And that had been before Thompson. Now he was even more adamant about avoiding patient contact - or contact with just about anyone.
Clearly he was just as baffled by this case as his subordinates were if he was willing to go to this extreme.
As the elevator passed the third floor she saw him try to straighten a bit and set his expression into a calm mask. His eyes met hers for half a second as if checking to see if she was ready to run the gauntlet with him.
People looked, then stared. In reality it was only a few people who actually stopped and gaped, but it seemed to Devi like they were under Hollywood spotlights. Again she walked quickly, moving fast to reach Carrig's room. She got no objection from her silent boss.
Near the door to the patient's room, House broke his silence. "Stop here." His gaze swept over the room. "Make sure he's out of it. Turn off the lights and pull the blinds."
Devi didn't dare question his orders. She just nodded and did what she was told.
Once the room was darkened, House wheeled himself over to the bed.
To Devi's eyes, Carrig appeared thin and frail and clearly not long for this world. She hoped against hope that House, who looked barely healthier than his patient, would be struck by that out-of-the-blue inspiration he was known for.
"Rail," he said softly.
Moving quietly, Devi lowered the bed rail.
For several seconds, House merely looked at the monitors, then at Carrig's face and the rise and fall of the ailing man's chest.
"Open the gown."
She drew the covers down. PPTH patient gowns overlapped and fastened in the front, so it was easy for her to do as House asked without disturbing the patient. Carrig remained still and the monitors showed no sign of him rousing.
House stood up, using his good leg. "Got your penlight?" He nodded when she produced it from the pocket of her lab coat. "Shine it on his hand." He carefully manipulated the limp fingers of Carrig's near hand, checking palm, back and wrist. Devi moved the small spot of light as House's exam continued up the arm to the shoulder and armpit. "Toes," House murmured.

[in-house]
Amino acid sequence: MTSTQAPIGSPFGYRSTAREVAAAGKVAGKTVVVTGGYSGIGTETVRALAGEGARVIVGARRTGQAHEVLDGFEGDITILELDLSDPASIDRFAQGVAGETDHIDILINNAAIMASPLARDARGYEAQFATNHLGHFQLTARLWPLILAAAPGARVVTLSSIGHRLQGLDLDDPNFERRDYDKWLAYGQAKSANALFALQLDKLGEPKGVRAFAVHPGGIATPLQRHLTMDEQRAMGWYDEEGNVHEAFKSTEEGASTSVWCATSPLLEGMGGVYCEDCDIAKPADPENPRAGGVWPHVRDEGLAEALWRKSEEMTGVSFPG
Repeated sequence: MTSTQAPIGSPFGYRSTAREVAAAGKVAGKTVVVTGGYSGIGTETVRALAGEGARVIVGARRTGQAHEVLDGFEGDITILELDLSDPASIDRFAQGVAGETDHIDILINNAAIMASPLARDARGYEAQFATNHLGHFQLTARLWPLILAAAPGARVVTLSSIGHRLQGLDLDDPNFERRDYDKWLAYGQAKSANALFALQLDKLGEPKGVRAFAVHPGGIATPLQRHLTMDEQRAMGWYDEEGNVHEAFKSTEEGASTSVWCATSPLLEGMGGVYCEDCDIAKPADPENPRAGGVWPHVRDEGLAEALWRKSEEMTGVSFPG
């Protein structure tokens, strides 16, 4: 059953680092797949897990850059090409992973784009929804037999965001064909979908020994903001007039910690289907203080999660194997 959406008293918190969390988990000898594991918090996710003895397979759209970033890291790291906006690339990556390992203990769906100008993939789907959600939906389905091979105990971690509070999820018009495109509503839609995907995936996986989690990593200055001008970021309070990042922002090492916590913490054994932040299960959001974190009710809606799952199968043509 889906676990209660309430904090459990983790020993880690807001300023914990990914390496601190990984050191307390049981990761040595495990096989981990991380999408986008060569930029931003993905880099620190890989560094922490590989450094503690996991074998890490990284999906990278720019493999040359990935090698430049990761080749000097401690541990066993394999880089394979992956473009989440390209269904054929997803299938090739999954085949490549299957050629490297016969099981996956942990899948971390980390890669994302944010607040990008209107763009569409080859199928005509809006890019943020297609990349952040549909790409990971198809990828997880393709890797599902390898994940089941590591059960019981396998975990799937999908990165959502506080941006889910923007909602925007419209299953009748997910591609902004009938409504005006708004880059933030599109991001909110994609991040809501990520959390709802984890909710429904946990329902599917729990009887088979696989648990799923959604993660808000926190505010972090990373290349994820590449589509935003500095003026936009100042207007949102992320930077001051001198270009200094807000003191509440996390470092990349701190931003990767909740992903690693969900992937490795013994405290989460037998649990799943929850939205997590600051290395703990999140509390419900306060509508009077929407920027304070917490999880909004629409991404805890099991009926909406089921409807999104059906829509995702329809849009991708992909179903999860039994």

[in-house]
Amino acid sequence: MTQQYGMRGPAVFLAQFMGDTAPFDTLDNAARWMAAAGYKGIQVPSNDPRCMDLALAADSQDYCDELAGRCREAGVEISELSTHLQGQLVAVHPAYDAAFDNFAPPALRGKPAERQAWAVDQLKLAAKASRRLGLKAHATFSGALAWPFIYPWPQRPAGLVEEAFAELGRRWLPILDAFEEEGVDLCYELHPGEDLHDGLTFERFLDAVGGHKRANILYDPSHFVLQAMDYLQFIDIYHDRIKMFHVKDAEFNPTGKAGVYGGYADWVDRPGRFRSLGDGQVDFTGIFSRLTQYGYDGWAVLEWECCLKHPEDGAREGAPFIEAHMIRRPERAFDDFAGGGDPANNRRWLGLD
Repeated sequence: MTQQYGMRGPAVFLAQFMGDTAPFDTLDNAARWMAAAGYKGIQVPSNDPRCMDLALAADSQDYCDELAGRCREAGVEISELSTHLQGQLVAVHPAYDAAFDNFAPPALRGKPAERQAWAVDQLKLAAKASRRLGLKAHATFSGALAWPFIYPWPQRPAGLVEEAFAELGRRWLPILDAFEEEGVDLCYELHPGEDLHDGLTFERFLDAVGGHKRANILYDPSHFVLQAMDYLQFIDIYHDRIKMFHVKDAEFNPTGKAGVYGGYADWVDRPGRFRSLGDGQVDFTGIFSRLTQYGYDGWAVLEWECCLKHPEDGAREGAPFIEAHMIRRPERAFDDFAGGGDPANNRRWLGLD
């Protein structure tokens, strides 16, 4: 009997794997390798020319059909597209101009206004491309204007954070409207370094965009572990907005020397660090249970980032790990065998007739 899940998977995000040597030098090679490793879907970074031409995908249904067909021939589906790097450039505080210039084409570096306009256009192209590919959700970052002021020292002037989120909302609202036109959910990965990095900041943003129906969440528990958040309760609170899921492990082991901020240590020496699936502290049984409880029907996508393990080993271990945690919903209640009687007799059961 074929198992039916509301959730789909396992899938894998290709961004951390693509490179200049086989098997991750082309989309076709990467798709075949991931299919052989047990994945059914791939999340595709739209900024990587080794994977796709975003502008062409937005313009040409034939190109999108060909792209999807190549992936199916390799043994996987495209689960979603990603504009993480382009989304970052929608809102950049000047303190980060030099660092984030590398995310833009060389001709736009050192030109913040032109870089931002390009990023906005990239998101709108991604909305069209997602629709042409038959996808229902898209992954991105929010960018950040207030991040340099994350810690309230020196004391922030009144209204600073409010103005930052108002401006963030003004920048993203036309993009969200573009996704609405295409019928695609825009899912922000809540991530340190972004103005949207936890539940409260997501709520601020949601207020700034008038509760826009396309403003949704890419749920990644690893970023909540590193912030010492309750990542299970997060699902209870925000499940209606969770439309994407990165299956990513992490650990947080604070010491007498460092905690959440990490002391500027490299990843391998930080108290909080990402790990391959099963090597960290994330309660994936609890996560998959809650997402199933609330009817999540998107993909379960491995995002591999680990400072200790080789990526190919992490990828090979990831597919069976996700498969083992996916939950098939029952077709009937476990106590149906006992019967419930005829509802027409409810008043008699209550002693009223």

Devi walked around him to the foot of the bed and shined the light as House studied the man's foot, ankle, and on up to the groin. Then House returned to his wheelchair and moved to Carrig's other side, where they repeated the process as Carrig lay unconscious. House started to move his hand to the patient's abdomen, but stopped himself. His gnarled hands no longer had the sensitivity or delicacy to palpate.
House sat down again and thought. Devi waited patiently, penlight off, checking Carrig's vital signs on the monitors. Finally House gave a very soft sigh. "Get rid of the boxers."
She fetched scissors from the cart and carefully cut the garment away.
"No rash. No lesions," her boss complained under his breath. "Damn it."
At his nod, Devi put on gloves and lifted Carrig's penis, then his scrotum, shining her light on the exposed skin. Apparently House saw no clues there, either, and jerked his head slightly. Devi fastened Carrig's gown around him and pulled up the blanket.
She was surprised at her own disappointment. Somehow she'd been sure House would see some obscure sign and shout "Eureka!"
Instead, he was glowering at Carrig's slack face.
"What if I call in a nurse? We could turn him over and check again," she suggested.